You will probably find contradictory stuff among numerous websites and opinions.

Simple answers: You will need to mechanically fasten the poly to the walls as well as with a sealant. On that website, they sell concrete fasteners and doublesided tape (FST foundation seal tape). You will need their waterproof seam tape as well for the poly. Let me point this out before somebody calls me out: You may not need to buy THEIR products but I am just saying it is one of many possibilities. Different tapes exist for different poly versions. Make sure you use the right one for the poly. Some may not stick as well as others.

At a bare minimum, acoustical sealant but mechanical fastening is best for long term durability. When you do the fasteners, you will need a hammer drill to go into the block.

You will need to overlap seams about 1ft or so and tape them. You want to make a very good seal/encapsulation here. You want this so that no moisture can get out. No air leaks at all (as best as possible).

Check out this link as well:

http://www.askthebuilder.com/445_New...etarders.shtml

as well as some other links on the askthebuilder site.


Before you do any of this, make sure your water problems really are mitigated.
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Old 02-08-2011, 01:44 PM   #6
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Thanks for y'alls time. I am in the Atlanta area. You have given me some good resources. I remember the guy from Ask the Builder talking about using a strip of treated wood (screwed into foundation) to secure poly. I will check out the link you sent and see if it is the same article. Thanks again everyone for helping me out with this.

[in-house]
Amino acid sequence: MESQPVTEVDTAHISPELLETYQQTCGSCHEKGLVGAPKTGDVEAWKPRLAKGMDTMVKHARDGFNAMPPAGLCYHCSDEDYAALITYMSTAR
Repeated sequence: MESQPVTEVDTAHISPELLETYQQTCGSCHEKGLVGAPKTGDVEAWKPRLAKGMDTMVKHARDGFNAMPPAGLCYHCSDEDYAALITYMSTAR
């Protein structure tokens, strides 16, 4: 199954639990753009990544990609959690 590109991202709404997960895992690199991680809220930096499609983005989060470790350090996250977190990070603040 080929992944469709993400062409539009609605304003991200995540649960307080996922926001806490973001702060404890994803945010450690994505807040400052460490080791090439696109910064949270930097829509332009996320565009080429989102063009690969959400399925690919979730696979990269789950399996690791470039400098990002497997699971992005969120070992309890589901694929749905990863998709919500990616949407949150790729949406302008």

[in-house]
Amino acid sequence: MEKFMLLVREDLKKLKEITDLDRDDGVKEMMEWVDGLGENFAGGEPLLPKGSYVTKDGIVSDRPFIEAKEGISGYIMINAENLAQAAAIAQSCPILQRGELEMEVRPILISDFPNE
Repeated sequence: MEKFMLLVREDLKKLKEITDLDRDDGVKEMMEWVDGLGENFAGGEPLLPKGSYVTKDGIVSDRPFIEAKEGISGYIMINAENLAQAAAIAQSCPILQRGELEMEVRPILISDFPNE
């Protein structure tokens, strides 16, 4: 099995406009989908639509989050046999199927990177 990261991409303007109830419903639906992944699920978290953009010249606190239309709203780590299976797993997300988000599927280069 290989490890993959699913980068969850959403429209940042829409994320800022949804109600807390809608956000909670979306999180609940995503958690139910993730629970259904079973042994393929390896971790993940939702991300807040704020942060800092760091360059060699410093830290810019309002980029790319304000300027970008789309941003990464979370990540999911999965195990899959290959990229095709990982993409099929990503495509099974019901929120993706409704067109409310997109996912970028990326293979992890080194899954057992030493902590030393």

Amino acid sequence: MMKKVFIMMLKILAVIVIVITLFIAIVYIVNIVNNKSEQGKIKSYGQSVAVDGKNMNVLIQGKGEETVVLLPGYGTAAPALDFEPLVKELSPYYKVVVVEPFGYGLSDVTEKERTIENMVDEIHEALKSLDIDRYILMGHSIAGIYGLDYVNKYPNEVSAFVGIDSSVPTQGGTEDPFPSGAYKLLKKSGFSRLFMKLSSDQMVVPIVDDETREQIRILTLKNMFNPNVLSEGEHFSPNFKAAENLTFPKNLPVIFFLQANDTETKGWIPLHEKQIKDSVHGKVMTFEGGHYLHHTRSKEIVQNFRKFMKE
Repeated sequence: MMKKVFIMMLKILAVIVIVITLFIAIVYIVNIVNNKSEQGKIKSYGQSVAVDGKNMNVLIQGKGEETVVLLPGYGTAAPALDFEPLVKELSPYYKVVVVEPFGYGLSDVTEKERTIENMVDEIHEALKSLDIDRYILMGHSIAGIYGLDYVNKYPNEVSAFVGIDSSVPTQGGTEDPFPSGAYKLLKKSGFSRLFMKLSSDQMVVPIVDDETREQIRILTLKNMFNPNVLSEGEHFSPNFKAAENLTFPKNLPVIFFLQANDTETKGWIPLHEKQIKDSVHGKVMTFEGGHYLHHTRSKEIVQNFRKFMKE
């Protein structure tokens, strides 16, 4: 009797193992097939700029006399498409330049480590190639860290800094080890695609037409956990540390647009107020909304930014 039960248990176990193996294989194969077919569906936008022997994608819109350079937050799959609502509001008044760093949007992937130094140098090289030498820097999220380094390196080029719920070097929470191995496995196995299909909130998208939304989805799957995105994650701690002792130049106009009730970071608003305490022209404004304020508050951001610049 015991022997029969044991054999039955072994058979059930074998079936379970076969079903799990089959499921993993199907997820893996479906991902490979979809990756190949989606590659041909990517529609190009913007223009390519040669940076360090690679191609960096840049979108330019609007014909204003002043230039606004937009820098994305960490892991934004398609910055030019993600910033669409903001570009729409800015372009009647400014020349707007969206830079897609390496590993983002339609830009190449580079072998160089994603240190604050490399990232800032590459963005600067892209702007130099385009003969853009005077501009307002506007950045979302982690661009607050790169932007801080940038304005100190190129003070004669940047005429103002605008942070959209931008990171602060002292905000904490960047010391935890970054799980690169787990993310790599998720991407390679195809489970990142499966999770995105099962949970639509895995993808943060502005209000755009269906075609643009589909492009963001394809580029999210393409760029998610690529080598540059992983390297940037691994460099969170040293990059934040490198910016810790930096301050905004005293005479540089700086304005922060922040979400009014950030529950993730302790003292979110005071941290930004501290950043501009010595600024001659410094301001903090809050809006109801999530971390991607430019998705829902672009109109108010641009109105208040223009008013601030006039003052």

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Old 02-08-2011, 10:17 PM   #7
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I just did this for my crawl space. I used products from crawlspaceinfo.com. I did not use the double sided tape but wish I did. It will give you the air tight seal you need. I used poly adhesive then poly tape. I installed foam boards on the foundation walls. Check with your local code if you don't have mechanical equipment in the crawl you may not have to install a fire barrier. The folks at crawlspaceinfo were helpful. Good luck.
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Old 02-10-2011, 01:08 PM   #8
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Question about crawlspace Vapor Barrier


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Originally Posted by Cleve99 View Post
Thanks for y'alls time. I am in the Atlanta area.
I'm about 2 hours north of you.

We had a guy with a certification come in and look at the crawlspace at work. Supposedly he is an expert and knows our area. He said just put the plastic down and overlap it. He said to cut it so it would run up the sides of the piers.

He said there was no reason to try to seal the various pieces together, that overlapping them (six to twelve inches) was enough.

When you're talking about concrete blocks, it's probably two different answers depending on if they're above grade or below. If they're above grade, and if you have a vented crawlspace, then don't worry about it. That's what we have here at work. He said just lap them up the sides a few inches.

I'm sure there's more than one way to approach this issue, but that's the advice we got (from a guy with a certification and malpractice insurance). YMMV.
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Old 02-13-2011, 06:26 AM   #9
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Question about crawlspace Vapor Barrier


Everyone has an opinion. Remember construction is mostly common sense. Your main goal is to stop the air transfer from the bottom of the crawl up into the house.